NEW YORK, NY.-
An exhibition of new work by artist Simone Leigh, winner of the 2018 Hugo Boss Prize, is on view at the Solomon R. Guggenheim Museum
, New York. Leighs presentation includes new sculptures and a sound installation, as well as a printed broadsheet by cultural historian Saidiya Hartman and a film program featuring works by the artist and by director Madeleine Hunt-Ehrlich. Selected by a jury of international critics and curators, Leigh is the twelfth artist to receive the biennial prize, which was established in 1996 to recognize significant achievement in contemporary art.
The Hugo Boss Prize 2018: Simone Leigh, Loophole of Retreat is organized by Katherine Brinson, Daskalopoulos Curator, Contemporary Art, and Susan Thompson, Associate Curator, with Amara Antilla, Assistant Curator.
Over the course of a career that spans the mediums of sculpture, video, and social practice, Leigh has continuously and insistently centered on the black female experience. Her sculptural forms, rendered in materials such as ceramic, raffia, and bronze, unify a timeless beauty with valences that are both deeply personal and piercingly political. In this exhibition, on view in the Guggenheims Tower Level 5 gallery, Leigh layers form, sound, and text to fashion narratives of resilience and resistance. Loophole of Retreat, the title of the project and related public program, is a phrase drawn from the writings of Harriet Jacobs, a formerly enslaved abolitionist who in 1861 pseudonymously published an account of her struggle to achieve freedom, including the seven years she spent hiding from her master in a tiny crawl space beneath the rafters of her grandmothers home. This act of defiant fortitude, which forged a loophole of retreat from an unjust reality, serves as a touchstone for Leighs long-standing commitment to honoring the agency of black women and their power to inhabit worlds of their own creation.
In a suite of new sculptures, Leigh merges the human body with domestic vessels or architectural elements that evoke unacknowledged acts of female labor and care. These works summon the ancient archetype of the nude statue and inflect it with folk traditions from across the African diaspora as well as with historical references ranging from bronzes produced in the Benin kingdom (present-day Nigeria) to the portraiture of seventeenth-century Spanish painter Diego Velázquez. As such, they emerge from what the artist refers to as a process of formal creolization, channeling the cultural fluidity that is a legacy of colonialism. The faces of Leighs bronze sculptures are depicted without eyes, while another work features an abstracted torso assembled from a clay pipe. This refusal of a reciprocal gaze endows each figure with a resolute autonomy.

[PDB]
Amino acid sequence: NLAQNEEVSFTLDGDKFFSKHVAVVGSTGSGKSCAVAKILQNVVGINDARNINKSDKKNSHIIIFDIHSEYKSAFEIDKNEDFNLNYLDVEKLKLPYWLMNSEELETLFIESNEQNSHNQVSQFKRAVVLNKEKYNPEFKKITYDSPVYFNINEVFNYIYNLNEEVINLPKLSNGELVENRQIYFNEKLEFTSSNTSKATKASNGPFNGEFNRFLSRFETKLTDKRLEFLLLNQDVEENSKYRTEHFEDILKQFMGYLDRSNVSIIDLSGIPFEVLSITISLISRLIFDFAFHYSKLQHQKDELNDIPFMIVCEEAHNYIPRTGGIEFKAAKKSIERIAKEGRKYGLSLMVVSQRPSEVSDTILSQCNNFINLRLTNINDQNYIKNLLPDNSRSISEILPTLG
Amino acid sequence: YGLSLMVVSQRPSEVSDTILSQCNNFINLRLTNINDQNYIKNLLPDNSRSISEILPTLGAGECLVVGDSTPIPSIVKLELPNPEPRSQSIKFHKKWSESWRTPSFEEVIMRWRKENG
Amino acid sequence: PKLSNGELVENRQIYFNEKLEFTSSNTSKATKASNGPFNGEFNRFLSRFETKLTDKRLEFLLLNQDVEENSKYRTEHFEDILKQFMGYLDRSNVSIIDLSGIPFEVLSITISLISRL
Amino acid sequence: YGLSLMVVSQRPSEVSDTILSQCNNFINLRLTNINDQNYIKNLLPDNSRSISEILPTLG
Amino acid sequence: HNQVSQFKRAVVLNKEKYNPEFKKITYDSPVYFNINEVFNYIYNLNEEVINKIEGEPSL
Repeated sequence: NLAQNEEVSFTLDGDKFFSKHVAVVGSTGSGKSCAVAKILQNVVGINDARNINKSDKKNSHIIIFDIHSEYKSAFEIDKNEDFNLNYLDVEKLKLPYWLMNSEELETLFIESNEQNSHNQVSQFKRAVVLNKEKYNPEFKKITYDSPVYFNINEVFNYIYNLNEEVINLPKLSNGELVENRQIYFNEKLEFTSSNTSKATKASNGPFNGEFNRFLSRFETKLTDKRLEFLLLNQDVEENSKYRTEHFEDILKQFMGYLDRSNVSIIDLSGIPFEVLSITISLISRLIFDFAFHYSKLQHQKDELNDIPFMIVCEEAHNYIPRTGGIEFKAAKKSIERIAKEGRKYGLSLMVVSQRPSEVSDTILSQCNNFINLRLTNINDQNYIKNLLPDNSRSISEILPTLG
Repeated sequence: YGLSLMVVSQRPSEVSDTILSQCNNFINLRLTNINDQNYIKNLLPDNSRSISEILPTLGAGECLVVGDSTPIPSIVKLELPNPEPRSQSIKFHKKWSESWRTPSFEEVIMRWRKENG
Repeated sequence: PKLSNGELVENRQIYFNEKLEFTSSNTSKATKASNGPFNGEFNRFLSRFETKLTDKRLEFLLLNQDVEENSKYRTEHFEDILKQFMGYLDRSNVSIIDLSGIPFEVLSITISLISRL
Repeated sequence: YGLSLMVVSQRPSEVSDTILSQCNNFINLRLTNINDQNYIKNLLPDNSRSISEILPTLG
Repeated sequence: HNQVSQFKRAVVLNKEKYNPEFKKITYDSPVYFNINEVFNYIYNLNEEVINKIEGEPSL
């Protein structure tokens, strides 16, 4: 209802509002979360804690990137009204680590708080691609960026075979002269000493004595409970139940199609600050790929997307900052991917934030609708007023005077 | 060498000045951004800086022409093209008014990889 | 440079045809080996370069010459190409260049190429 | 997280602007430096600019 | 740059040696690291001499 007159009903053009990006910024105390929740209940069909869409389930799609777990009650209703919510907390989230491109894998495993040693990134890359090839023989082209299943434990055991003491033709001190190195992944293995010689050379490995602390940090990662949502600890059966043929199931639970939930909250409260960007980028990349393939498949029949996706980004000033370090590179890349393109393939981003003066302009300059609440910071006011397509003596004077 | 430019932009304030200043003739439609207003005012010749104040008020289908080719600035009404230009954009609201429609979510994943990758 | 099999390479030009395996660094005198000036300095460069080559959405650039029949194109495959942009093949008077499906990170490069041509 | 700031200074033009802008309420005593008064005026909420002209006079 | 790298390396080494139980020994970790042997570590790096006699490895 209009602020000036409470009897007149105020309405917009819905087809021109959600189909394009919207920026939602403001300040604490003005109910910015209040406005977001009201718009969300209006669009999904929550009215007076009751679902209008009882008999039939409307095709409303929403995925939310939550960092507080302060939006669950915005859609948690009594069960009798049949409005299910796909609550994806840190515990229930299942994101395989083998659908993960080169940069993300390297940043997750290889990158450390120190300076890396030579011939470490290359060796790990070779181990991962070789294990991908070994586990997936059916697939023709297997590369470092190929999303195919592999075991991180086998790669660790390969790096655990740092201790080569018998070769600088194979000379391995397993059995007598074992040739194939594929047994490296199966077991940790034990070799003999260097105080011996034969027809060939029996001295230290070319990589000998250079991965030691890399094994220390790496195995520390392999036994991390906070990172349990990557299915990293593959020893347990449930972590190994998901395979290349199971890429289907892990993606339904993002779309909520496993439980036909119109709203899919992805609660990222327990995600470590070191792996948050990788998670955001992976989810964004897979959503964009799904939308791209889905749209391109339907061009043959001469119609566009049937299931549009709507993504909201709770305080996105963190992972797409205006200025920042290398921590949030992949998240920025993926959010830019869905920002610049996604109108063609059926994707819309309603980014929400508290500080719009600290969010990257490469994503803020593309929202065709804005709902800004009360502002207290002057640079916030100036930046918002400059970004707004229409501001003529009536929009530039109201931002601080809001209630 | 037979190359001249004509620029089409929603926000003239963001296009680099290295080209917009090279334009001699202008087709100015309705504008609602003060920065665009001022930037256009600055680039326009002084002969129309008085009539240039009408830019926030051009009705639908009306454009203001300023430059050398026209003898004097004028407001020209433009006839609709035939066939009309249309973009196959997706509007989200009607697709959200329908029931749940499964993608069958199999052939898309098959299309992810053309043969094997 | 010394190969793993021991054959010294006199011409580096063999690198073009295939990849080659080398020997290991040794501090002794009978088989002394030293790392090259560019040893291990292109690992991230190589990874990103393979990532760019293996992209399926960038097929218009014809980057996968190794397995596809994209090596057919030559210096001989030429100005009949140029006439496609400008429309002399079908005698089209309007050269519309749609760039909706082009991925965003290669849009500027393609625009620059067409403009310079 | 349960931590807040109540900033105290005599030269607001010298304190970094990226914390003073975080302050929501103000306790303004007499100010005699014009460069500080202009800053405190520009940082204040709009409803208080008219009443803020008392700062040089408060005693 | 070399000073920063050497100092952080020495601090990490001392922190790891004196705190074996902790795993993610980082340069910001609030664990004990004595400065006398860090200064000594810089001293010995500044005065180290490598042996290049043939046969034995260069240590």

Leighs prevailing themes of self-determination and communal caretaking are expanded upon in a sound installation that emanates from the back of the gallery. A concrete structure, composed of breeze-block walls characteristic of vernacular buildings throughout the Global South, recalls both a prison cell and a shrine. A sound montage echoes through the space, layering musical samples with other elements, including recordings of a recent protest at a Brooklyn prison and news coverage of the 1985 fatal police bombing of the residence of MOVE, a Philadelphia-based black revolutionary organization. Created in collaboration with experimental musician Moor Mother, this work of sonic protection, as Leigh terms it, pays homage to a member of MOVE who was incarcerated in 1978 while eight-months pregnant. After she secretly delivered her son, her fellow prisoners sang and made distracting sounds to conceal his arrival from the guards, ultimately granting the new mother a few precious days with her baby. Within Leighs installation sits a ceramic sculpturea medium that has been central to the artist since the outset of her career. Echoing the expansive skirts seen in the central gallery, this bell-like form is adorned with a woven motif that resembles braided hair or sutures in skin.
The narrative of Harriet Jacobs is one of many evoked by cultural historian Saidiya Hartman in a new text that grew out of a dialogue with Leigh. Available in the gallery as a takeaway broadsheet designed by artist Nontsikelelo Mutiti, Hartmans Notes for the Riot renders a rich poetics of black feminist revolt and transcendence, one that reverberates throughout the exhibition.
An accompanying film program in the museums New Media Theater includes works by the artist and by director Madeleine Hunt-Ehrlich. Drawing upon the history of the United Order of Tentsa clandestine organization of black women nurses founded in the 1840s by individuals involved in the Underground Railroadthese works explore notions of secrecy, visibility, and community. Leigh is currently producing a site-specific film conceived as a meditation on the unique architectural form of the Guggenheims rotunda as it intersects with the themes of Loophole of Retreat. This new work will debut as an element of the film program during the run of the exhibition.
In October 2018 Leigh was selected as the winner of the Hugo Boss Prize from a short list of six finalists that also included Bouchra Khalili, Teresa Margolles, Emeka Ogboh, Frances Stark, and Wu Tsang. The members of the 2018 jury were Dan Fox, Editor-at-Large, Frieze magazine; Sofía Hernández Chong Cuy, Director, Witte de With, Rotterdam; the late Bisi Silva, former Artistic Director, Centre for Contemporary Art, Lagos; Susan Thompson, Associate Curator, Solomon R. Guggenheim Museum; and Joan Young, Director, Curatorial Affairs, Solomon R. Guggenheim Museum. The 2018 jury was chaired by Nancy Spector, Artistic Director and Jennifer and David Stockman Chief Curator, Solomon R. Guggenheim Foundation.